Research > Software > REM
REM registers N-D image pairs that may contain topological differences. It produces an output reconstructed image and both a geometric and intensity transformation as a N-D vector field.Visit REM Website
DescriptionRegistration is a fundamental processing component of most biomedical image analysis methods. Registration when one image contains a region not in the other violates topological preservation, a constraint used in many modern registration methods. REM represents the source and target images as embedded maps that combine intensity and the imaging space into one geometric object, a manifold. Registration is the performed on the manifolds so that changes in image tolopology can be recovered as intensity transformations. The product is a combined geometric and intensity transformation matching the source and target images.
Memory requirements are 512 MB or greater for typical 2D images, 1GB or greater for typical 3D MR images. Input and output images can be in any format ITK supports. It is recommended using NIFTI formats for images and meta header (.mha) format for the transformations.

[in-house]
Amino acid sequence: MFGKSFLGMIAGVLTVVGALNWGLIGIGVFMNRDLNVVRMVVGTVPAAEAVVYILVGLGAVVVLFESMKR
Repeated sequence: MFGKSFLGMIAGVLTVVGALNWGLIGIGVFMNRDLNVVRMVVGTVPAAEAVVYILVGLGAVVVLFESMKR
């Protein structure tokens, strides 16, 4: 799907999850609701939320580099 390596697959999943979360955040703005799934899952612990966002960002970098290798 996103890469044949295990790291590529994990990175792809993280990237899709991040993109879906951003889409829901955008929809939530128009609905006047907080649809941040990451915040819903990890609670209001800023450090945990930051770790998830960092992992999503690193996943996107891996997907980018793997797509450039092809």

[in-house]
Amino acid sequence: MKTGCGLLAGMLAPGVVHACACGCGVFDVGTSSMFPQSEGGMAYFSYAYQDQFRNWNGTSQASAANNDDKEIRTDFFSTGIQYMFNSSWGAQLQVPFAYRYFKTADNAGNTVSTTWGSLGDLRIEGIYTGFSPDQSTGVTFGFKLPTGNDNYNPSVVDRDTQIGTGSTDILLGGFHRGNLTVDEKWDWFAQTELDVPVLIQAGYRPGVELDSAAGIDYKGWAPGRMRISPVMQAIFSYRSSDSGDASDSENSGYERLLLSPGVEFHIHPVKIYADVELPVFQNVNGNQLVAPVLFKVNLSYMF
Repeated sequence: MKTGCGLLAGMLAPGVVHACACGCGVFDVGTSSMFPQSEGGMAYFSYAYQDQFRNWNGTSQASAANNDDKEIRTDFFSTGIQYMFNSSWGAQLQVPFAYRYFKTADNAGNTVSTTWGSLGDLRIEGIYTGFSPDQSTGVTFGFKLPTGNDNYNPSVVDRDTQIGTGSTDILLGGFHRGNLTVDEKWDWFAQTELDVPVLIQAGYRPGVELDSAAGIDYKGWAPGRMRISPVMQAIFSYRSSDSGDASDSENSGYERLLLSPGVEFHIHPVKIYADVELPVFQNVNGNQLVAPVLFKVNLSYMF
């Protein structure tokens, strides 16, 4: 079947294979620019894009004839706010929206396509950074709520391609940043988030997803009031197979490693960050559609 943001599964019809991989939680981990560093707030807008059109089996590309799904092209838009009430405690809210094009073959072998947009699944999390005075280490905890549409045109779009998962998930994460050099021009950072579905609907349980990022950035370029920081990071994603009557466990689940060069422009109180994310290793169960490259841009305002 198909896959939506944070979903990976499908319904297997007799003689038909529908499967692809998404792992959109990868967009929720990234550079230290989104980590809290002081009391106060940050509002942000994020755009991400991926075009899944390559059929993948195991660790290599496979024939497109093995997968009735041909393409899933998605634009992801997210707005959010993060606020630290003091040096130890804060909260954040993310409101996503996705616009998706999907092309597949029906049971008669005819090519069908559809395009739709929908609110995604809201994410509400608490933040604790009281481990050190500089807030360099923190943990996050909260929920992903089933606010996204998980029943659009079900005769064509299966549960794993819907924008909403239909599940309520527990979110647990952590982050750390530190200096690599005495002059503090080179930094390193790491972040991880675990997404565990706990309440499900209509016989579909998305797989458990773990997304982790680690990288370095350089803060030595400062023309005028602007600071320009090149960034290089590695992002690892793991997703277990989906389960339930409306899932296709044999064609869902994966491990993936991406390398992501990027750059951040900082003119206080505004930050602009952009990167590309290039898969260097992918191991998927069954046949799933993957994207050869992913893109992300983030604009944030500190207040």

InstallationThere are two ways to install REM, as precompiled binaries and from source. To install one of the precompiled binaries, download the appropriate file below for your system. Currently binaries for Linux (x86-64), Microsoft Windows, and Mac OS X (Universal) are provided. Unarchive in a directory, $INSTALLDIR. The two command line programs can be run from your shell as $INSTALLDIR/bin/rem2d and $INSTALLDIR/bin/rem3d See http://www.bsl.ece.vt.edu/software/rem/rem.php for more installation instructions.
The REM algorithm is generic and works on N dimensional scalar images. Command line programs are provided to operate on 2D and 3D images. The programs take as input the source and target images and produce the source image after transformation and the spatial-intensity transformation, optionally split into spatial and intensity components. A typical usage scenario is registration of multiple images to a common target to test for group differences.